Day two and we’ve found our rhythm: Get up; do a LFT test; have breakfast; see whose dropped out today; then wander down to the main area to chuck some money into the 2p shove machines; before settling in to watch the bands who have arrived, break for dinner at one of the restaurants on offer, before joining the queue to get a rare seat in the Centre stage for the evening. It makes for an easy day and after the chaos of Christmas it’s a nicely chilled way to wind into January. Highlights of the second day during the day included Italia 90, a punk band with an undercurrent of new wave melody and basslines, and Maria Uzor whose soulful vocals overlaid a smooth electronic soundtrack.
The evening again was victim to COVID, with only headliner JARV IS… surviving to perform, although technically a band and not a Jarvis Cocker solo project, it’s still very much his show, with plenty of offbeat conversation in between the music. Pulp fans were treated to a couple of obscure tracks, including ‘My Legendary Girlfriend’ as a closer. Again though it was the replacement acts that really impressed us; opening the evening were the linguistically challenging TTRRUUCES whose eccentric folky psychedelic pop sound bounced along at a merry pace. Recently reformed Thousand Yard Stare meanwhile weren’t treading any new ground with Britpop era indie rock, but they worked the crowd well, and quickly filled the floor.
Day three and the biggest surprise was that only one act had dropped out, however the organisers had clearly run out of bands, thankfully Friday openers October Drift were around to play a second set and plug the gap left by Odd Morris. Blowing away the cobwebs on Sunday were TV Priest – a rock band following the current shouty trend set by IDLES. By contrast the acoustic set from Lonely Tourist was a pleasant change - Rockaway leans towards full bands, so the break was welcome, and the gently humorous musings of Paul Tierney made for a good change of pace.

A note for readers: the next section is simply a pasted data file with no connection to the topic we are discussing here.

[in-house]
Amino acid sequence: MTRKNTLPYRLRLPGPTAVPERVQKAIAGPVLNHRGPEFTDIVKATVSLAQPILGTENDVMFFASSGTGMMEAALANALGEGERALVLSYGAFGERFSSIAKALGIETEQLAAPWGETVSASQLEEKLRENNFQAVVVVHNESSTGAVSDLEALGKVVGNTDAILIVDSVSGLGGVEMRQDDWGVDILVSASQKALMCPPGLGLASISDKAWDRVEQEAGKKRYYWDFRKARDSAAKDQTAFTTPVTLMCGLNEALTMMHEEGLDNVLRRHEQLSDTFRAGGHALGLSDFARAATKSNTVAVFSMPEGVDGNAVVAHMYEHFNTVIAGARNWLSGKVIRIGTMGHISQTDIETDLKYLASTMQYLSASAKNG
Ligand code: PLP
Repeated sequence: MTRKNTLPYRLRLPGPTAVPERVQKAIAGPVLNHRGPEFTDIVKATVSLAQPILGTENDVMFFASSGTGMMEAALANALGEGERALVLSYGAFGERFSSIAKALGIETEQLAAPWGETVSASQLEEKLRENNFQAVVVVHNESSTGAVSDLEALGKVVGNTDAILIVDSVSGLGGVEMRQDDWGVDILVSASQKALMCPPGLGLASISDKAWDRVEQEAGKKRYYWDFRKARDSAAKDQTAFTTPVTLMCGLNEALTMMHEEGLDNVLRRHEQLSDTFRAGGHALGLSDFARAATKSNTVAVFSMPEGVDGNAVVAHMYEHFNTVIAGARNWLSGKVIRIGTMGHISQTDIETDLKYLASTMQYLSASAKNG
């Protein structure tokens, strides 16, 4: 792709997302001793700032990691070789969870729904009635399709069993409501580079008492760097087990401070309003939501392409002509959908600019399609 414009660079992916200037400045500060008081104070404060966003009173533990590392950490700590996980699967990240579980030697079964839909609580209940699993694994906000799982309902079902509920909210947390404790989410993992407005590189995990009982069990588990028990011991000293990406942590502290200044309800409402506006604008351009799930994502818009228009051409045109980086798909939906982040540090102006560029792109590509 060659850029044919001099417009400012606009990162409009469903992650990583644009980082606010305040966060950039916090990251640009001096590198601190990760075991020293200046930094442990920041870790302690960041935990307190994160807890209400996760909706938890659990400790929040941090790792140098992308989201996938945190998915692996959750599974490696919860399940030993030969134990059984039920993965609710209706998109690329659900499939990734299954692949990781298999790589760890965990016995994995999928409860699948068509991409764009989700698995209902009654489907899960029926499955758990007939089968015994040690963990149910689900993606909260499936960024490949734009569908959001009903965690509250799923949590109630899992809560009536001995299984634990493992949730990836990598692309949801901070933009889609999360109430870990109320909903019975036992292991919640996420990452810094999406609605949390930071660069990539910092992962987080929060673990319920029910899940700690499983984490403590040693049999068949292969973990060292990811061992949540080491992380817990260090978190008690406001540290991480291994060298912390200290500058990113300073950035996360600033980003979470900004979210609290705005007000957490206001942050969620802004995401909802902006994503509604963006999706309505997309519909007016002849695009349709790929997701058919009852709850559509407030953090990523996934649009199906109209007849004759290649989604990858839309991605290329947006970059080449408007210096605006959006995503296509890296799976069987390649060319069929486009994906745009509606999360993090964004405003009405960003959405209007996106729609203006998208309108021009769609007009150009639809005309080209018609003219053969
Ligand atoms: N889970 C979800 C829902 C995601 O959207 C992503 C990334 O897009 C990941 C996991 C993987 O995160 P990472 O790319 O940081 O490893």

Another welcome change was that Sunday saw the rain give way to some pale winter sun, after the cold rain of the last two days. It was just a shame that most of the outdoor elements of the site were shut for renovation, as I’m sure they would have done a roaring trade from festival goers on the rides.
Back in the music and the chance to relive my youth with a fantastic set from 90s band The House of Love - it’s been almost 30 years since I last saw them live, but ‘Shine On’ is still a banger of a track and was good to be back in a crowd singing along like it was 1990 again.
Moving to the centre stage we were impressed by The KVB whose sound answered the age-old question – what would Kraftwerk sound like if they’d allowed a guitar into the band. They were followed by a rousing set from A Certain Ratio. Finishing up were Porridge Radio who struggled through guitar string issues to deliver a decent close to the weekend.
A festival during a global pandemic is a tricky thing, and although we were surprised how few people were wearing masks, at no point did it feel unsafe because of it - there was an acceptance among everyone that you ‘did what you needed to’ and everyone accepted everyone else’s choices - whether that meant just going for it like nothing was awry, wearing masks, or staying out of the way. If this is what living with the virus means, the rest of the world could learn a thing or two from here of how to go about it.
This is only our second time at the festival, but I feel it may well be a regular event for us - friendly people, comfortable beds, good food, great bands make it a fantastic, if quirky, addition to the calendar.